Denver is in the middle of a post-Christmas COVID spike

…all while the city and state are opening back up for business.

Gina Cammarata gets the first round of a Moderna COVID-19 vaccine at the Denver Indian Center, part of the second wave of prioritized shots in the city. Jan. 8, 2020.

Gina Cammarata gets the first round of a Moderna COVID-19 vaccine at the Denver Indian Center, part of the second wave of prioritized shots in the city. Jan. 8, 2020.

Kevin J. Beaty/Denverite
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COVID-19 infection rates were on the steady decline in Denver after reaching record highs last fall. But the city is now experiencing an uptick in cases, and it’s likely related to the holidays.

Denver saw fewer than 250 positive tests on a single day until mid-October, when those numbers more than quadrupled in just a month. The single-day count peaked Nov. 21 at 1,014 new cases. But new infections began to drop from there, nearly as quickly as they rose.

That trend ended Tuesday. On Jan. 5, the state recorded 1,043 new cases in Denver. On the previous day, just 172 new infections were recorded. Jan. 4 also happened to be the first day restaurants were allowed to re-open in Denver, and elsewhere in Colorado, after Gov. Polis eased restrictions.

“We have unfortunately seen an uptick in cases, and it’s most likely attributed to holiday gatherings,” read a prepared statement in an email from the state’s Joint Information Center, which did not specify who wrote the message. “It’s too soon to tell if it’s just a momentary increase or if it’s an indication of a more significant, sustained spike.”

Those “holiday gatherings” include Christmas, Hanukkah and Kwanzaa. In a press conference on Jan. 8, state epidemiologist Dr. Rachel Herlihy said it was too early to know whether transmission during New Years Eve celebrations will prolong the spike.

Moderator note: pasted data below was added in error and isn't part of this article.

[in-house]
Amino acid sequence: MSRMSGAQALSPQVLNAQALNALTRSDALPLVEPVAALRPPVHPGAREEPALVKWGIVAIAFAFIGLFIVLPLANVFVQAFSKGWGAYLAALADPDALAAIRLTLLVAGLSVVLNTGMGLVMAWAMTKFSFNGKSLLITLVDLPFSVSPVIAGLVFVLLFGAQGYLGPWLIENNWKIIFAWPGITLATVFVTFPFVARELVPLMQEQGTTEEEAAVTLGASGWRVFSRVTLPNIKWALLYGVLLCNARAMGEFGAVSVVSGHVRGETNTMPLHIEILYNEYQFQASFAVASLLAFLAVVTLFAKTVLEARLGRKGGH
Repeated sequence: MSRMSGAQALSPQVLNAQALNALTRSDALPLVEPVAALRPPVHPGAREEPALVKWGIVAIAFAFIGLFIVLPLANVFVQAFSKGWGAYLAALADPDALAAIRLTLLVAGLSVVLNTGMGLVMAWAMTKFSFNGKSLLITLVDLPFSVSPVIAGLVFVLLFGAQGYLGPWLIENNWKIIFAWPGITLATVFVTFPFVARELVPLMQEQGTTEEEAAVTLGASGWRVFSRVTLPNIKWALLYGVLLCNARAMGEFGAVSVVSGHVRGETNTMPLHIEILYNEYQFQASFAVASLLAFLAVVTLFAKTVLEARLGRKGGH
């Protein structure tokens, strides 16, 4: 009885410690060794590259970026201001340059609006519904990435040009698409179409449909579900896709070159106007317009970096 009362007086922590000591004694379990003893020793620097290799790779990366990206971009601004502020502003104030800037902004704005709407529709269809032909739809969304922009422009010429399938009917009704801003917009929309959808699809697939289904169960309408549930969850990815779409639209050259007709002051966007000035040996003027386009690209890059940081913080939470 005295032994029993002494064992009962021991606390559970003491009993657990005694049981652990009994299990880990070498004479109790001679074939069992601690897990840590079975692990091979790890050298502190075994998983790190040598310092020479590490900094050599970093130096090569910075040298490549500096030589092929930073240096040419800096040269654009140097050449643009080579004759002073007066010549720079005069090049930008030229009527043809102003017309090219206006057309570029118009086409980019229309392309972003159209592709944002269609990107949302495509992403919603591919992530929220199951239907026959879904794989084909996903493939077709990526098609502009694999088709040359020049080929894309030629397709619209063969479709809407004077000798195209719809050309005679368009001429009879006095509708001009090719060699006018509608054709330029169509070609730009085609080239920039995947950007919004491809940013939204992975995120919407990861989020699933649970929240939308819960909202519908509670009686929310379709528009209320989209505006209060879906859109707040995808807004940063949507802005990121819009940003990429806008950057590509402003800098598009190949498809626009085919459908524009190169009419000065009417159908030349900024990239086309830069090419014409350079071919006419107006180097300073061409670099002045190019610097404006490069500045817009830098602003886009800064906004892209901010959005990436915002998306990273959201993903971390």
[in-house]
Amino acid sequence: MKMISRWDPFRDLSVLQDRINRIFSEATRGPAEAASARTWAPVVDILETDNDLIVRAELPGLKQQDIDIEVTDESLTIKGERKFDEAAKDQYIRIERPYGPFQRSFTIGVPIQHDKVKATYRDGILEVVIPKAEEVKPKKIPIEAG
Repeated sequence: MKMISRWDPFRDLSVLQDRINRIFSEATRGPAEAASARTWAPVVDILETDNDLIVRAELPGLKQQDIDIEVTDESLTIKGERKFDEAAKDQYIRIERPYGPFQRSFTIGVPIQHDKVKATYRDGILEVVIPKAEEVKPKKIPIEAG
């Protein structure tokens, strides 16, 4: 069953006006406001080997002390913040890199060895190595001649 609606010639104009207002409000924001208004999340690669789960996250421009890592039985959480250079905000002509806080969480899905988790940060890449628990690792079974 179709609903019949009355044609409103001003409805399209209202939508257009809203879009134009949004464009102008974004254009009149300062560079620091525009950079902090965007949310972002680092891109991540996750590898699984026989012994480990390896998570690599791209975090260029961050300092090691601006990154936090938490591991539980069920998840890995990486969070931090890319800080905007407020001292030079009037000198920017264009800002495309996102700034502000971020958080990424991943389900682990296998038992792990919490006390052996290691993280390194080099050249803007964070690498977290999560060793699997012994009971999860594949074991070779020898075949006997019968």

Below is the latest two-week-cumulative figures from Denver. Each point on the graph represents new infections per 100,000 people logged on that day, plus every other day for two weeks prior.

The following graph updates every day. Click here to see an interactive version of it.

Worth noting: These numbers don’t represent every single case in Denver, just every case we know about. People won’t show up here unless they get a positive test.

Also worth noting: The number of people tested on a single day impacts these numbers. During the press conference on Friday, Gov. Polis said many people weren’t tested over the holidays, so the new record set on Jan. 5 was probably an over-correction once people finished their end-of-year celebrations. Still, Denver’s positivity rate – the ratio of tests taken compared to tests that came back positive – grew in the last week, which means the spike is about more than people rushing to get their nostrils swabbed.

The following graph updates every day. Click here to see an interactive version of it.

The holiday spike occurred just as Denver and Colorado began to loosen restrictions.

Health officials around the state were caught by surprise on the evening of Dec. 30, when Polis announced that he was easing statewide rules to keep the virus from spreading.

He said counties with the tightest restrictions according to Colorado’s COVID dial would be downgraded. That included Denver. For example, beginning Jan. 4, restaurants were allowed to host in-person dining again.

In December, Denver County saw about 350 cases on average each day. New positive tests dipped as low as 115 on a single day during the holidays. Then, on Jan. 5, the state logged 1,043 cases in Denver.

The state said loosening restrictions was still the right move, despite the holiday spike and the fact that Denver recently saw twice as many new infections compared to any time over the spring and summer.